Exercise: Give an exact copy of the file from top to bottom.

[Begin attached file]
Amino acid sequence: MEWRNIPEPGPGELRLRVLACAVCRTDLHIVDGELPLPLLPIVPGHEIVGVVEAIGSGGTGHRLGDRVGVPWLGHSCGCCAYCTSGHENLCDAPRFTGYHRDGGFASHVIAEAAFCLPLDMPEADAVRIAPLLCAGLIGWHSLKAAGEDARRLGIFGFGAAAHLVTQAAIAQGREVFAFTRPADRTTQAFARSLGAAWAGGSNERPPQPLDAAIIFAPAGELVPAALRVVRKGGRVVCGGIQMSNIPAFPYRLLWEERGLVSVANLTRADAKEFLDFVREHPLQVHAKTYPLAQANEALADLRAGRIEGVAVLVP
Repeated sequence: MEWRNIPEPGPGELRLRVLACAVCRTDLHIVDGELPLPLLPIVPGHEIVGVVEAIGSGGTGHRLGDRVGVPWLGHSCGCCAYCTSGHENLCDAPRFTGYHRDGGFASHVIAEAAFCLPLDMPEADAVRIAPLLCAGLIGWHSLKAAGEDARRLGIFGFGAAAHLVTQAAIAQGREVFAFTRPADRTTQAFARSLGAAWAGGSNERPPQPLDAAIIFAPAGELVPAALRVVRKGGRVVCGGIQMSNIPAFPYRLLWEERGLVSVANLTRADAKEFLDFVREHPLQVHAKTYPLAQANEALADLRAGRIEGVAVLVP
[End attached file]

Amino acid sequence: MEWRNIPEPGPGELRLRVLACAVCRTDLHIVDGELPLPLLPIVPGHEIVGVVEAIGSGGTGHRLGDRVGVPWLGHSCGCCAYCTSGHENLCDAPRFTGYHRDGGFASHVIAEAAFCLPLDMPEADAVRIAPLLCAGLIGWHSLKAAGEDARRLGIFGFGAAAHLVTQAAIAQGREVFAFTRPADRTTQAFARSLGAAWAGGSNERPPQPLDAAIIFAPAGELVPAALRVVRKGGRVVCGGIQMSNIPAFPYRLLWEERGLVSVANLTRADAKEFLDFVREHPLQVHAKTYPLAQANEALADLRAGRIEGVAVLVP
Repeated sequence: MEWRNIPEPGPGELRLRVLACAVCRTDLHIVDGELPLPLLPIVPGHEIVGVVEAIGSGGTGHRLGDRVGVPWLGHSCGCCAYCTSGHENLCDAPRFTGYHRDGGFASHVIAEAAFCLPLDMPEADAVRIAPLLCAGLIGWHSLKAAGEDARRLGIFGFGAAAHLVTQAAIAQGREVFAFTRPADRTTQAFARSLGAAWAGGSNERPPQPLDAAIIFAPAGELVPAALRVVRKGGRVVCGGIQMSNIPAFPYRLLWEERGLVSVANLTRADAKEFLDFVREHPLQVHAKTYPLAQANEALADLRAGRIEGVAVLVP